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Isoconversional analysis of solid-state transformations

A critical review. Part III. Isothermal and non isothermal predictions

Journal of Thermal Analysis and Calorimetry
Authors: J. Farjas and P. Roura

Introduction Kinetic methods are routinely employed to determine the kinetic parameters of solid-state transformations from thermal analysis experiments. In particular, there are isoconversional methods which are model-free, i

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Isoconversional analysis of solid state transformations

A critical review. Part II. Complex transformations

Journal of Thermal Analysis and Calorimetry
Authors: J. Farjas and P. Roura

Introduction The second part of this review is devoted to the analysis of complex transformations. In particular, we will describe the use of the isoconversional methods introduced in the first part of this review (Part I [ 1

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Abstract

A nonlinear algorithm has been suggested to increase the accuracy of evaluating the activation energy by the integral isoconversional method. A minor modification of the algorithm has made it possible to adapt the isoconversional method for an arbitrary variation of the temperature. This advanced isoconversional method allows for trustworthy estimates of the activation energy when the thermal effect of a reaction makes the temperature of a sample deviate from a prescribed heating program.

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literature. These methods are generally based on either the isokinetic hypothesis or the isoconversional principle and they can be accordingly classified as (1) isokinetic methods where rate of reaction is considered to be the same throughout the temperature

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Isoconversional vs. Model fitting methods

A case study of crystallization kinetics of a Fe-based metallic glass

Journal of Thermal Analysis and Calorimetry
Authors: A. Pratap, T. Lilly Shanker Rao, K. Lad, and Heena Dhurandhar

Abstract  

The crystallization of metallic glasses has been studied quite extensively using differential scanning calorimetry (DSC) technique. Most methods rely on isokinetic hypothesis for the kinetic analysis of crystallization for which the choice of a reliable model is very important. Due to inherent uncertainty in the determination of kinetic parameters, the model-free isoconversional analytical techniques were proposed. However, these isoconversional methods are scarcely used for metallic glasses. In the present work, the crystallization kinetics of Fe67Co18B14Si1 metallic glass through both isoconversional and isokinetic methods has been investigated and attention has been focused on the relative applicability of the two methods.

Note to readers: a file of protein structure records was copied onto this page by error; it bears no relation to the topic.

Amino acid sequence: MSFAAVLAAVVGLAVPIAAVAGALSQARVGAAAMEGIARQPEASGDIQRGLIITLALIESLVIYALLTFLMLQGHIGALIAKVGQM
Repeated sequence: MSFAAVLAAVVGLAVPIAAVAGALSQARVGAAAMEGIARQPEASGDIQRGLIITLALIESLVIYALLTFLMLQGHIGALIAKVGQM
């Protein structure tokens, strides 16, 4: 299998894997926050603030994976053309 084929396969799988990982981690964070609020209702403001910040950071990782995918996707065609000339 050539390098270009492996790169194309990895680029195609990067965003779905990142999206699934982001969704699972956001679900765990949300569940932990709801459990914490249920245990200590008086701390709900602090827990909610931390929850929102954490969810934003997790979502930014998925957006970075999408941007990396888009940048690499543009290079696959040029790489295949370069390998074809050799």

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Introduction Iso-conversional methods are used for non-isothermal analysis, in which the transformation rate at a constant extent of conversion is only a function of temperature as suggested by Vyazovkin et al. [ 1 – 4 ] and

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, α ) with extent of conversion (isoconversional method) [ 12 – 14 , 24 – 29 ] and temperature (non-parametric kinetics method) [ 30 , 31 ]. Further, Arrhenius parameters evaluated using model-free techniques facilitate modeling of a degradation

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(activation energy, pre-exponential factor, and conversion function) of each degradation step is one important target of kinetic investigations. Many kinetic analysis methods have been developed, among which isoconversional methods have been widely used [ 1

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method, which can not detect the complex nature of the solid-state reaction, has been replaced by multiple scan method at different heating rates using iso-conversional and iso-temperature calculation procedures [ 12 – 14 ]. Among the iso-conversional

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found to be, respectively, as 63.5 and 38.7 kJ mol −1 . The isoconversional method [ 34 – 37 ] is known to permit estimation of the apparent activation energy; independent of the model, corresponding to extent of conversion of the sample. This

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